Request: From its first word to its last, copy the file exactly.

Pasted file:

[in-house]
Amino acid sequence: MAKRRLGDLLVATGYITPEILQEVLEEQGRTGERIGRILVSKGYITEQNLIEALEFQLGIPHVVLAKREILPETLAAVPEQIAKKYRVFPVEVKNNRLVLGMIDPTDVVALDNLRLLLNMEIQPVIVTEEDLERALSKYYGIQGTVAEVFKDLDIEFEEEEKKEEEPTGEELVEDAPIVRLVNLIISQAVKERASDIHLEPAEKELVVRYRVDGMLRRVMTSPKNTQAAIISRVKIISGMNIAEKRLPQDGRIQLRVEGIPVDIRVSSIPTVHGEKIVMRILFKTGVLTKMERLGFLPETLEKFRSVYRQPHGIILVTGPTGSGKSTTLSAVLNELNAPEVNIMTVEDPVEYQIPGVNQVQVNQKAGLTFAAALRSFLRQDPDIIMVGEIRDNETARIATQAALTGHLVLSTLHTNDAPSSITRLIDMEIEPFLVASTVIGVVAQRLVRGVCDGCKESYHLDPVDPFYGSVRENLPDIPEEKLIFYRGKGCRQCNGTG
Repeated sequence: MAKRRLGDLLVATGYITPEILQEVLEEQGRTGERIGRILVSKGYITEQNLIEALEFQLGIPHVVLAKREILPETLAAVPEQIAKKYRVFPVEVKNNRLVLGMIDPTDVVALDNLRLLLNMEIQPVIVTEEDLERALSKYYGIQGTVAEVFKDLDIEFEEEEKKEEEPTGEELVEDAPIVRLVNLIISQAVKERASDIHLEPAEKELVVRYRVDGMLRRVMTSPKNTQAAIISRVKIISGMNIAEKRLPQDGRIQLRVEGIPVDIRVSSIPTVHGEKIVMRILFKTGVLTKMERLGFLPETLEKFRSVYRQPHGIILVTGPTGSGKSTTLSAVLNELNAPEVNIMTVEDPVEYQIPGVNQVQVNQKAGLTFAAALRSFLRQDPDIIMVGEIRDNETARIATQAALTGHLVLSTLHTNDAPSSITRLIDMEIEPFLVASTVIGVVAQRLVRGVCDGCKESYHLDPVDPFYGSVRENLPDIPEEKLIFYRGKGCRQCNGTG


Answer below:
[in-house]
Amino acid sequence: MAKRRLGDLLVATGYITPEILQEVLEEQGRTGERIGRILVSKGYITEQNLIEALEFQLGIPHVVLAKREILPETLAAVPEQIAKKYRVFPVEVKNNRLVLGMIDPTDVVALDNLRLLLNMEIQPVIVTEEDLERALSKYYGIQGTVAEVFKDLDIEFEEEEKKEEEPTGEELVEDAPIVRLVNLIISQAVKERASDIHLEPAEKELVVRYRVDGMLRRVMTSPKNTQAAIISRVKIISGMNIAEKRLPQDGRIQLRVEGIPVDIRVSSIPTVHGEKIVMRILFKTGVLTKMERLGFLPETLEKFRSVYRQPHGIILVTGPTGSGKSTTLSAVLNELNAPEVNIMTVEDPVEYQIPGVNQVQVNQKAGLTFAAALRSFLRQDPDIIMVGEIRDNETARIATQAALTGHLVLSTLHTNDAPSSITRLIDMEIEPFLVASTVIGVVAQRLVRGVCDGCKESYHLDPVDPFYGSVRENLPDIPEEKLIFYRGKGCRQCNGTG
Repeated sequence: MAKRRLGDLLVATGYITPEILQEVLEEQGRTGERIGRILVSKGYITEQNLIEALEFQLGIPHVVLAKREILPETLAAVPEQIAKKYRVFPVEVKNNRLVLGMIDPTDVVALDNLRLLLNMEIQPVIVTEEDLERALSKYYGIQGTVAEVFKDLDIEFEEEEKKEEEPTGEELVEDAPIVRLVNLIISQAVKERASDIHLEPAEKELVVRYRVDGMLRRVMTSPKNTQAAIISRVKIISGMNIAEKRLPQDGRIQLRVEGIPVDIRVSSIPTVHGEKIVMRILFKTGVLTKMERLGFLPETLEKFRSVYRQPHGIILVTGPTGSGKSTTLSAVLNELNAPEVNIMTVEDPVEYQIPGVNQVQVNQKAGLTFAAALRSFLRQDPDIIMVGEIRDNETARIATQAALTGHLVLSTLHTNDAPSSITRLIDMEIEPFLVASTVIGVVAQRLVRGVCDGCKESYHLDPVDPFYGSVRENLPDIPEEKLIFYRGKGCRQCNGTG